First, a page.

In 1846, the family moved to Wisconsin to a farm that was adjacent to several Indian tribes.  Powell developed a strong bond and appreciation for his Native American neighbors.  Four years later the family again pulled up stakes and this time came to Illinois.  In 1857, Powell attended Oberlin College and felt quite comfortable studying Greek, Latin and botany since the state and college campus held anti-slavery views that were similar to his own.  It was his anti-slavery position that led him to join the Union Army at the outset of the Civil War.  At the Battle of Shiloh, Captain Powell was in charge of an artillery battery.  At one point , he raised his hand to signal for the battery to fire when he was struck by a minie ball in his left wrist.   Now, the “minie” part of the minie ball is a true misnomer because there was nothing small about it.  In general, minie balls came in either a .50 caliber or .58 caliber variety.  It was essentially a huge lead sphere that had a tendency to flatten out on impact and cause massive destruction to a human body.  With that in mind,  Powell had his left arm amputated.  But, in an illustration of Powell’s determination, he not only recovered by rejoined the army.  He participated in the battle of Champions Hill and the Seige of Vicksburg and rose to the rank of Major and later was breveted to Colonel.  Most of the time, a Civil War officer would use his highest rank acheived as a title but, Powell went by the title of “Major” after he left the army; for Powell that was in 1865 when he resigned.  Powell had determined that his disability was limiting his usefulness.  But that doesn’t mean that he let it get in the way of the rest of his life.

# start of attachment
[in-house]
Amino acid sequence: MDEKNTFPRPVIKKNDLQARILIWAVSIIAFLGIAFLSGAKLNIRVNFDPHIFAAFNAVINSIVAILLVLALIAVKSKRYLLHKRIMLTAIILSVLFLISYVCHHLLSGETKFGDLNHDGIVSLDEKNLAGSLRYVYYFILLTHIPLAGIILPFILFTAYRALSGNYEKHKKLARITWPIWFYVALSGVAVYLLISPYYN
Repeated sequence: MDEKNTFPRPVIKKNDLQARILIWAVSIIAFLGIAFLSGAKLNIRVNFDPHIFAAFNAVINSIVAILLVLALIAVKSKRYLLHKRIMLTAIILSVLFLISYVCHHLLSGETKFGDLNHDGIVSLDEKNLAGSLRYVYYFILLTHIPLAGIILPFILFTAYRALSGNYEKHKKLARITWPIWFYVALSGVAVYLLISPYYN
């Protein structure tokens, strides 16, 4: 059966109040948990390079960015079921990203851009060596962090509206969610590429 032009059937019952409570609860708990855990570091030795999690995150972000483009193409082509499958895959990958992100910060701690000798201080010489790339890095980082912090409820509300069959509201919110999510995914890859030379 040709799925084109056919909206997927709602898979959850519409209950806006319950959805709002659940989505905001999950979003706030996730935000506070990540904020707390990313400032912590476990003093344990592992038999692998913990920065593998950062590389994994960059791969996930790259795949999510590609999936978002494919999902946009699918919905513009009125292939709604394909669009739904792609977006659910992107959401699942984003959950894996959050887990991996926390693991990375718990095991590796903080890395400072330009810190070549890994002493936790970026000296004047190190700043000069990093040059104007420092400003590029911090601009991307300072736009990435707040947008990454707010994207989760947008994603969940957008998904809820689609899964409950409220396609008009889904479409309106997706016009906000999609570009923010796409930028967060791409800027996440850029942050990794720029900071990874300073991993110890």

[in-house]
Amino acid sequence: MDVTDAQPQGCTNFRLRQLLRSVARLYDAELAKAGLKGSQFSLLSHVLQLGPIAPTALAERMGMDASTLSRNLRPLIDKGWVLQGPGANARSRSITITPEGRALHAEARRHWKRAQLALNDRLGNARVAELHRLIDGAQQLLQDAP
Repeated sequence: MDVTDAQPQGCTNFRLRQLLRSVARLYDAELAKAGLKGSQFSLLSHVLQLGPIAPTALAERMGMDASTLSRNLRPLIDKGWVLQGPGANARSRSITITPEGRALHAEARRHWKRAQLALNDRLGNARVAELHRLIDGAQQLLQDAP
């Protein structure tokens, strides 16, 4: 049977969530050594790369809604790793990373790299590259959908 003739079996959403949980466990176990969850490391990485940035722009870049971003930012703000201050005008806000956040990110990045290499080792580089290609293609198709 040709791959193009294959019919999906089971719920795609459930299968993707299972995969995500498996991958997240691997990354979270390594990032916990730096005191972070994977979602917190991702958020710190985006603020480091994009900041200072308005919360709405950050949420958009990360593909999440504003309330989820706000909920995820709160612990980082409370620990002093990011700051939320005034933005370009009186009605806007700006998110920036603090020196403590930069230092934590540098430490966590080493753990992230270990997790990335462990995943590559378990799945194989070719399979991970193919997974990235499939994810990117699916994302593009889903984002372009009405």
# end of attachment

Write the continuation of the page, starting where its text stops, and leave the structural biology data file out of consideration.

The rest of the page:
The original 9 man Powell Expedition at departure 1869; Powell Must Have Been Camera Shy